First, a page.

We are faced with choices every day. From the minute we wake up to the moment we go to sleep at night. While the ‘beef or chicken’ variety requires very little brainwork, the choices that pop up from 9 to 5 can make money or cost money, secure or lose clients, and make us famous or infamous.
This is not to say that there are no high-risk decisions in the hours we’re not at our desk; it’s just that those related to work make their appearance in our lives on a daily basis and thus more often.
While some of us are adept at dealing with these decisions, making choices swiftly and effectively, others agonise over the options in front of us for hours and even days. Being this indecisive creates stress and decreases efficiency, which is not an enviable state to be in.
But why do we struggle so much to make up our minds? There seems to be three main reasons:
You want to make the right decision
The thing you have to realise is that in most cases there is no way to know if the decision you’re about to make is the right one. You can anticipate or project an outcome, but until a decision is made, the actual outcome won’t be known.
Here is another fact you need to be cognisant of: it is inevitable that you will get it wrong from time to time. So instead of putting pressure on yourself to make the right decision, make the best decision you can.
Then evaluate the outcome in a month, two months or whatever timeframe is most appropriate. If the situation needs adjusting, make the necessary changes and learn from the experience. Continue to incorporate lessons learned into decisions you have to make and you’ll do better every time.
You’re in a state of analysis-paralysis
You have multiple solutions to a problem in front of you. Each solution has its own pros and cons, with possible outcomes. You’ve gone backwards and forwards more times than you care to remember. The more you think, the more confused and uncertain you become. This is analysis-paralysis.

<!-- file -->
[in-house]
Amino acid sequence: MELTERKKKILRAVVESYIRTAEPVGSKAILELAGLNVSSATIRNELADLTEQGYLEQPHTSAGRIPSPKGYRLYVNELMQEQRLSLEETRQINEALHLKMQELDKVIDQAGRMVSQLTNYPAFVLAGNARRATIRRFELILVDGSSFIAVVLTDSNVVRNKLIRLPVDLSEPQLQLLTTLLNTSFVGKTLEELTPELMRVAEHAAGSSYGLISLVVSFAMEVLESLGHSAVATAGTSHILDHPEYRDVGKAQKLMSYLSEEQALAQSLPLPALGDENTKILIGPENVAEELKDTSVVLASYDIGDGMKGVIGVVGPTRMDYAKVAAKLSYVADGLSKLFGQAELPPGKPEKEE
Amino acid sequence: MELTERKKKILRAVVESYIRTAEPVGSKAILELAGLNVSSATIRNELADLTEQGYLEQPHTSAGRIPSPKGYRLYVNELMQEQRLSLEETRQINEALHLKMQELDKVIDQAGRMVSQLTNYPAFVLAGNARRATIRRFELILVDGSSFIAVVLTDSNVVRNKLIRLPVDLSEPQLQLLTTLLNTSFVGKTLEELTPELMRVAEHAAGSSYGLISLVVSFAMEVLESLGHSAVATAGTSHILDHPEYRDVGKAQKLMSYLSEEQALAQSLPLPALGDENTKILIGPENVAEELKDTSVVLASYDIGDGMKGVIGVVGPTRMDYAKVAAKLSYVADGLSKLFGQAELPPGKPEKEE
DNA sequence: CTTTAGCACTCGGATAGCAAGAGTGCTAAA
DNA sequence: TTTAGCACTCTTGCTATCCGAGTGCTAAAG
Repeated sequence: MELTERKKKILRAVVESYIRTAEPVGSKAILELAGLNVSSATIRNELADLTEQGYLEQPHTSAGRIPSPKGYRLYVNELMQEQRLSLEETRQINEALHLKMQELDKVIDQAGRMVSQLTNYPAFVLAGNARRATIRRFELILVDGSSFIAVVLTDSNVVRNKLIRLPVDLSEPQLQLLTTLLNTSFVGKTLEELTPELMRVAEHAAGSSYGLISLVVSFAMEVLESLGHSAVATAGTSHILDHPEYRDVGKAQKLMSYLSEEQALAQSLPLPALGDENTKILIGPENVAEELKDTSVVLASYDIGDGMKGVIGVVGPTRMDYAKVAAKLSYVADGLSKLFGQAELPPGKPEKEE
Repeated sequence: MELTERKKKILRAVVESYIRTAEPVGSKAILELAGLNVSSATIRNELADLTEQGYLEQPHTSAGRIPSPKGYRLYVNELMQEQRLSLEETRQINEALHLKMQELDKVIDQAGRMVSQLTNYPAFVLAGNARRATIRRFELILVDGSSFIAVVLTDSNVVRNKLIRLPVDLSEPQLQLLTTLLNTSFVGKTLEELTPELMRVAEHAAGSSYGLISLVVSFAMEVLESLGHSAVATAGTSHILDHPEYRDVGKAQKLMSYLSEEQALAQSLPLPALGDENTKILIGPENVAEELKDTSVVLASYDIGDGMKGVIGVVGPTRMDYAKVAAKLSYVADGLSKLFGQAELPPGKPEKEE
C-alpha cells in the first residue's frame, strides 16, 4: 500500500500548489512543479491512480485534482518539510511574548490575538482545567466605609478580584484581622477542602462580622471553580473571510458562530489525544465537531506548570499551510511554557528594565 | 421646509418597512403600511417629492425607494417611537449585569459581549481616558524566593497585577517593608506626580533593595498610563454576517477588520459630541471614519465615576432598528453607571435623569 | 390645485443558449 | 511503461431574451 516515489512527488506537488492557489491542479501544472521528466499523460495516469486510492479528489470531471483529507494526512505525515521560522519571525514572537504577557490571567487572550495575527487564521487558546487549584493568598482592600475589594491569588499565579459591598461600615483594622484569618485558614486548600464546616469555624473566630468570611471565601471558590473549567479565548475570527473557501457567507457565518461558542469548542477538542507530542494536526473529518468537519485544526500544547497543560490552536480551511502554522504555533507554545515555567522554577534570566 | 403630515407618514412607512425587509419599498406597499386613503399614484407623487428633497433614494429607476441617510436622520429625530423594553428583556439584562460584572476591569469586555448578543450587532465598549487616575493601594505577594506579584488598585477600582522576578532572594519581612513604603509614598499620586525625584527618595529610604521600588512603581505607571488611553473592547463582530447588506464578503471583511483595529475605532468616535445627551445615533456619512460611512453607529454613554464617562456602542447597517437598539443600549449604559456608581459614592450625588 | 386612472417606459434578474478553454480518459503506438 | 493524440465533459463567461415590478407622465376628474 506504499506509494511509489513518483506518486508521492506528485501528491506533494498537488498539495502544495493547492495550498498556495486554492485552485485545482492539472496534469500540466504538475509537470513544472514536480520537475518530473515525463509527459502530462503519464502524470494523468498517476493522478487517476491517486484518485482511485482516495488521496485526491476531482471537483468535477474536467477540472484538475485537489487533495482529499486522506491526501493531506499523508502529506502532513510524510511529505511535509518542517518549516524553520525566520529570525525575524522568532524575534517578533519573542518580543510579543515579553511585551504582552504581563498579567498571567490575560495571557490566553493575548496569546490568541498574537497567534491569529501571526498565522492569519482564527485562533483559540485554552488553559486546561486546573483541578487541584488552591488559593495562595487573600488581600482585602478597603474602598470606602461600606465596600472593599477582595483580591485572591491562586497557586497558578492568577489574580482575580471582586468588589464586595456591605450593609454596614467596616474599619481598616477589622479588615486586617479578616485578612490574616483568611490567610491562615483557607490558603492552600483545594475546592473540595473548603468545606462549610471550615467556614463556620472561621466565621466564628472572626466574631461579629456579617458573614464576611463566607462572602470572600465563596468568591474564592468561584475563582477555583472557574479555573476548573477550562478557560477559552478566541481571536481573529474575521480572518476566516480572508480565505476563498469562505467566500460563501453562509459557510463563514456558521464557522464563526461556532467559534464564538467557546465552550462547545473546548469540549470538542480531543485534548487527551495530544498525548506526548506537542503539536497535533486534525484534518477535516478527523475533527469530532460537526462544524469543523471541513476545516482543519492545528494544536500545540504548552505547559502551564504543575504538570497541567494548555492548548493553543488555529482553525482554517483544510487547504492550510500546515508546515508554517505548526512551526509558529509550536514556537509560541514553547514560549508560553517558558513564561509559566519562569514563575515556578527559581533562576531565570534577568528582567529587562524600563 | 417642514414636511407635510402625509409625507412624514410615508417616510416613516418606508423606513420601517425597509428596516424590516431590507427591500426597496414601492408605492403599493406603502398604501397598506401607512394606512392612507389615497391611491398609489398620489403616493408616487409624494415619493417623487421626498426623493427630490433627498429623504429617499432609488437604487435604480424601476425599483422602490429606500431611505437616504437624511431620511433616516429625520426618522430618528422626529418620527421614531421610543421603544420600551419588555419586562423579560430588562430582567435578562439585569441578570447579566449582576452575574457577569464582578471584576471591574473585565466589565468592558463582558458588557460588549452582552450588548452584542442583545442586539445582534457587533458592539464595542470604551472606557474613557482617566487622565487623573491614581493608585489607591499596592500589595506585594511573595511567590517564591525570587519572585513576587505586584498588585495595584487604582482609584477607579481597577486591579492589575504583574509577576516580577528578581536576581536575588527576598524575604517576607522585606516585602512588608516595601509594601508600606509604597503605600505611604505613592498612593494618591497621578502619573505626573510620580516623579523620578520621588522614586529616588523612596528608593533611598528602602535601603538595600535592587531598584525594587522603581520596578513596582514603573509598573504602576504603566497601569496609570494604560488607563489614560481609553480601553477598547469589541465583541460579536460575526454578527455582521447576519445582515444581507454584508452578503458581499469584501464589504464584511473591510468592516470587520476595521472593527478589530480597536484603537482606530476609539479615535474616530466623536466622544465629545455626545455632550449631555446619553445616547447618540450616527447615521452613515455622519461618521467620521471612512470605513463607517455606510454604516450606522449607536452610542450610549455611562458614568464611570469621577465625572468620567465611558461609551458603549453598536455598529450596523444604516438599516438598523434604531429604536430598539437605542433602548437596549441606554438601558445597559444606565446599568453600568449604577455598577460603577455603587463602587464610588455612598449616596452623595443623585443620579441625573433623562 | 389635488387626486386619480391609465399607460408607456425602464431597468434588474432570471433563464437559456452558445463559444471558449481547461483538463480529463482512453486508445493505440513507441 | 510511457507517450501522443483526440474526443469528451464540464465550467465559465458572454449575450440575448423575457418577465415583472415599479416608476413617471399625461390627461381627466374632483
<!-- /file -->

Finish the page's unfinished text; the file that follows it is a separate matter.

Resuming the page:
To get out of this vortex, consult with someone else or, if it affects a team, get subordinates or colleagues together for a brainstorm. Always set a time limit – this will create a sense of urgency and deliver a result quicker.
You’re overwhelmed by the information at hand
If the problem is that you have plethora of information to work through, you have to approach the situation logically. The best way to do this is with a pros and cons list.
But first, simply read through the documents, presentations and all else that is at your disposal. Make notes as you go along of the most important points that will help you make a decision.
Now take a piece of paper and divide it into two columns; one for pros and one for cons. Start jotting down all the pros and cons you can think of. Allocate a value to each to simplify the process further. For instance, a score of 1 could mean that the specific point carries little weight, while a score of 5 means it carries a lot of weight. Then total the values to see which side comes out tops, indicating the choice to be made.
To hone your decision making skills before you actually have to make a decision, those in the know recommend sharpening your research skills, developing your problem-solving abilities, enrolling for business management training courses and, believe it or not, playing video games. The bottom line is that you don’t have to fear making important decisions. Face them head-on and before long you’ll relish in the challenges choices present.
Terrence is a reader, writer and researcher. He’s passionate about most thing in life, but has a special interest in business topics, as well as tech.